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Fire up your firebug console and try this out.

Compare this:


to this:


Notice the difference? If thisx is undefined, it will immediatly throw a reference error. If x is an undefined property of this, jQuery will return the document as it's result set instead. Next jQuery will attempt to remove your document (which it can't), but before doing that it will remove all data attached to any child element of the document. Thus, wiping out your data store.

Note: this can be any element reference or object. You only need to have jQuery attempt to access an undefined property.

(Talk about a pain. It fails silently, and I'm trying to figure out why my data is suddenly missing. I track it down to a special case where an element reference was undefined in a specific situation.)

So on to my questions:

1) Before I submit a bug report, am I analyzing this correctly? Also if someone happens to know that this is a known issue, let me know. I couldn't find it in the bug tracker, but the interface isn't that great (or maybe I have this wrong).

2) Why is there ultimately any difference? I'm guessing thisx is evaluated immediately which causes the exception while this.x is a reference that is passed and evaluated in the called function, right? (where I think the line selector = selector || document; is the culprit.

3) Suggestions for how to handle this? I guess I should be checking that any/every element reference or property of an object (e.g. stored selector strings) is defined before I pass it to jQuery when removing something.

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up vote 3 down vote accepted

Why is there ultimately any difference?

Both thisx and this.x are evaluated when the function is called. The first one refers to an undefined variable name and this throws a reference error. The second one accesses an undefined property of an object, which results in the value undefined. This is just how javascript behaves in these cases.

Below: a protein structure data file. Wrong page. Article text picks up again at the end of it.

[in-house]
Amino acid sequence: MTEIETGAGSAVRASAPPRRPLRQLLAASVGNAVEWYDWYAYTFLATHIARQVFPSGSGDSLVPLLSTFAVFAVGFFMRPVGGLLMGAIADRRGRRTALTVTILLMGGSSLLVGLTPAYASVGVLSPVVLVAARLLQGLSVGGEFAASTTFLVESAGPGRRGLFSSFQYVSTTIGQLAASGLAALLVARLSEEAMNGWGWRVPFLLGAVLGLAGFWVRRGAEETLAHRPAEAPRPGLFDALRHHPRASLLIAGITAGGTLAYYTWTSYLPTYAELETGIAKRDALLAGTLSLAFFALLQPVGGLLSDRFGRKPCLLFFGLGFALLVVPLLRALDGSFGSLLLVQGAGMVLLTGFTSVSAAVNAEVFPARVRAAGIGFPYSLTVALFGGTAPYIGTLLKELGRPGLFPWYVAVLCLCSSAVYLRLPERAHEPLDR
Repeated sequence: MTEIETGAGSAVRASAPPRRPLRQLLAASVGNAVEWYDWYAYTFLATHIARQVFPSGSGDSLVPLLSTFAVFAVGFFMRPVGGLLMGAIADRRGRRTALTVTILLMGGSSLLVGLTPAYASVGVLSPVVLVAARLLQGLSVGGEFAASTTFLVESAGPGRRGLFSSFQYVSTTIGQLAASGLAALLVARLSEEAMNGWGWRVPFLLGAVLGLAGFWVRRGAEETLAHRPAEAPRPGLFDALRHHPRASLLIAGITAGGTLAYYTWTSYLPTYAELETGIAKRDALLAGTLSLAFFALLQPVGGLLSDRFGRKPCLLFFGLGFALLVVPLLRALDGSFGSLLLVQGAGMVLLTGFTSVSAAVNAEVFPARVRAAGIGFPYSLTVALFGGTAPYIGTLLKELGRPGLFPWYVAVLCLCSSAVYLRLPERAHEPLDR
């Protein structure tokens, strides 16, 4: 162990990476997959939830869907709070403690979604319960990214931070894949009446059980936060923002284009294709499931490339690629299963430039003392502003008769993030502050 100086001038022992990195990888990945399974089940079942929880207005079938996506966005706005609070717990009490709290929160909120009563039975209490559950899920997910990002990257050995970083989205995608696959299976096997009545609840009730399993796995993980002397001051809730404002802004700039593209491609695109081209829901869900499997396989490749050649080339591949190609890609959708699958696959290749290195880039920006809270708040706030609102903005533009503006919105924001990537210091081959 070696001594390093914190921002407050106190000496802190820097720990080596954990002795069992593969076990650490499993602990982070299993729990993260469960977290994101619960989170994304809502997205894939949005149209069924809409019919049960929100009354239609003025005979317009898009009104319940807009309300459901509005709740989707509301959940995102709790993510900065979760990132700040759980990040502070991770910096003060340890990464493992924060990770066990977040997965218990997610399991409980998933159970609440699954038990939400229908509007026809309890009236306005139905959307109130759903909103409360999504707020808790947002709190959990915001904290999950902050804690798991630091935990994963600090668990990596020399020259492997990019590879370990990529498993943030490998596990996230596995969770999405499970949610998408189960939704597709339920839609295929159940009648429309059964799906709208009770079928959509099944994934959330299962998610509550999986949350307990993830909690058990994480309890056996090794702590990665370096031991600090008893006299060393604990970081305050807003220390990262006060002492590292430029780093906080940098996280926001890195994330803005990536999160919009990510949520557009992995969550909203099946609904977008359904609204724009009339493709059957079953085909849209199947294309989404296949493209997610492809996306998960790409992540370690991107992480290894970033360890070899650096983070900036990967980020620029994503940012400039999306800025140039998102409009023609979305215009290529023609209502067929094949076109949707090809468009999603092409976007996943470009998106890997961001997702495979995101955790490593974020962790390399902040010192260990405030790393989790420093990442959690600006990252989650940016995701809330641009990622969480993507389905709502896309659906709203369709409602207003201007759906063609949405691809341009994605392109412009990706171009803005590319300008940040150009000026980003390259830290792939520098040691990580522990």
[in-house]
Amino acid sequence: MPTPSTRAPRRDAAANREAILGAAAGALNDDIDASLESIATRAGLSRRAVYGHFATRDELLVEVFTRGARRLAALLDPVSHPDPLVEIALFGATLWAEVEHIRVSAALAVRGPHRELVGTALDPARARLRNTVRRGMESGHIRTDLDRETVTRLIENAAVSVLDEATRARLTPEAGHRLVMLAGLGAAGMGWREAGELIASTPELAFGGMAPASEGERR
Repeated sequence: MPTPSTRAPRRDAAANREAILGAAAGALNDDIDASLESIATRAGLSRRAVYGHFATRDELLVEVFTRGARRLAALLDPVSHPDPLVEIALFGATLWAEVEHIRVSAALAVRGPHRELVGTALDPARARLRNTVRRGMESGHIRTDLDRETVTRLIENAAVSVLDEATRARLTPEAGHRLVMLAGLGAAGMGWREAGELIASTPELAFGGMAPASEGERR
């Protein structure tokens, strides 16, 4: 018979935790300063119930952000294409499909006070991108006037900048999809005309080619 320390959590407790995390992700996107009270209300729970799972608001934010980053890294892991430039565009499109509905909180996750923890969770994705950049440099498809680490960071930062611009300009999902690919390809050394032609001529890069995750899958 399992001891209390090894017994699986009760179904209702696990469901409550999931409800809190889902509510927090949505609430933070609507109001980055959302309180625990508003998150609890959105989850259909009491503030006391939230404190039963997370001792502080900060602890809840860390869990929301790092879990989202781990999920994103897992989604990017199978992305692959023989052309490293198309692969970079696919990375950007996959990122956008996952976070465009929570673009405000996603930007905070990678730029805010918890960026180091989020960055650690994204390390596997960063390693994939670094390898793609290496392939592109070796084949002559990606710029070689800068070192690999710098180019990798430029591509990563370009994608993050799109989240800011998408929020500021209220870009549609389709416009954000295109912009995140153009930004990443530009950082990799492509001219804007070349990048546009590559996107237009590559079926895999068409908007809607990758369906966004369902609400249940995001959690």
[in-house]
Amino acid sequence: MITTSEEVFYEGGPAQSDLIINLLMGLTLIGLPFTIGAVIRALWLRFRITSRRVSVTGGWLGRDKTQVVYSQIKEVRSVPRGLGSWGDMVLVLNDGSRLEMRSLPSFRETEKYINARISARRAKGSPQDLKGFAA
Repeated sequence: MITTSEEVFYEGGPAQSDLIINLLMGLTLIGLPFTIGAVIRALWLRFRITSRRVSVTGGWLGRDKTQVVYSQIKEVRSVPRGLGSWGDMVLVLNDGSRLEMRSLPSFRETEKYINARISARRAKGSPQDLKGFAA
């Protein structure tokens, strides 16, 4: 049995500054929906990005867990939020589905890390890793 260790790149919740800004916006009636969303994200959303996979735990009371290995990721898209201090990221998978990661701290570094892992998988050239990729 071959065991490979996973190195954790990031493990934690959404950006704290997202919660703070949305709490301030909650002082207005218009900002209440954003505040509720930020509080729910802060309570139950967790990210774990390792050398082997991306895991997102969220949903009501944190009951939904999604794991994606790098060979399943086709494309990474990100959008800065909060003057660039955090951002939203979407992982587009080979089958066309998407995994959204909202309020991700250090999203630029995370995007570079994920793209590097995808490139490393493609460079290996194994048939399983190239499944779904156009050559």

Now when JQuery is called in the second case, the call $(this.x) evaluates to $(undefined) which is the same as if you just would have called $(). Since it looks to JQuery as if no argument was provided, it uses a default instead, and in this case the default is document. Then it proceeds trying to delete document, since it was effectively called as $().remove(), in which case this would be expected.

Suggestions for how to handle this?

The difference with the ReferenceError is a fundamental Javascript difference, not much that can be done about that. JQuerys behavior is unfortunate and a consequence of setting defaults by arg = arg||default. One could user arguments.length instead to get the real number of call parameters, but a change like this would surely result in lot's of broken code that relied on the default being used when undefined or 0 is passed, so it's unlikely to happen.

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Try typing these into the console too (with no extra variables defined beforehand):

> a
    ReferenceError: Can't find variable: a
> b = {}
> b.a

one is a javascript error, one silently returns undefined (which jQuery will interpret as $() because javascript and jQuery can't tell the functions $() and $(undefined) apart)

this is the way javascript works, bug or feature I leave open to debate, but I don't think that this is jQuery's fault or problem.

edit: why does jQuery have $() defined?

From the docs:

By default, if no context is specified, $() looks for DOM elements within the context of the current HTML document. If you do specify a context, such as a DOM element or jQuery object, the expression will be matched against the contents of that context.

edit: the docs were referring to the context argument passed to $(), not to calling $() without arguments, so it isn't relevant here.

also note that

$().get(0) == $("").get(0)
share|improve this answer
I think it becomes problematic when undefined becomes the document element. Are there other cases where this is useful in jQuery? – Keith Bentrup Jun 29 '09 at 13:49
Hmm .... I wonder if it might be better handled where $('') is used for that case. Not that they would change it now for legacy reasons. Still the code could distinguish between an empty string and an undefined value. It could also check the arguments length. An undefined value would still have a arguments.length == 1 whereas $() would be 0, right? – Keith Bentrup Jun 29 '09 at 13:58
ah, good point. didn't think about the arguments variable. – cobbal Jun 29 '09 at 14:01

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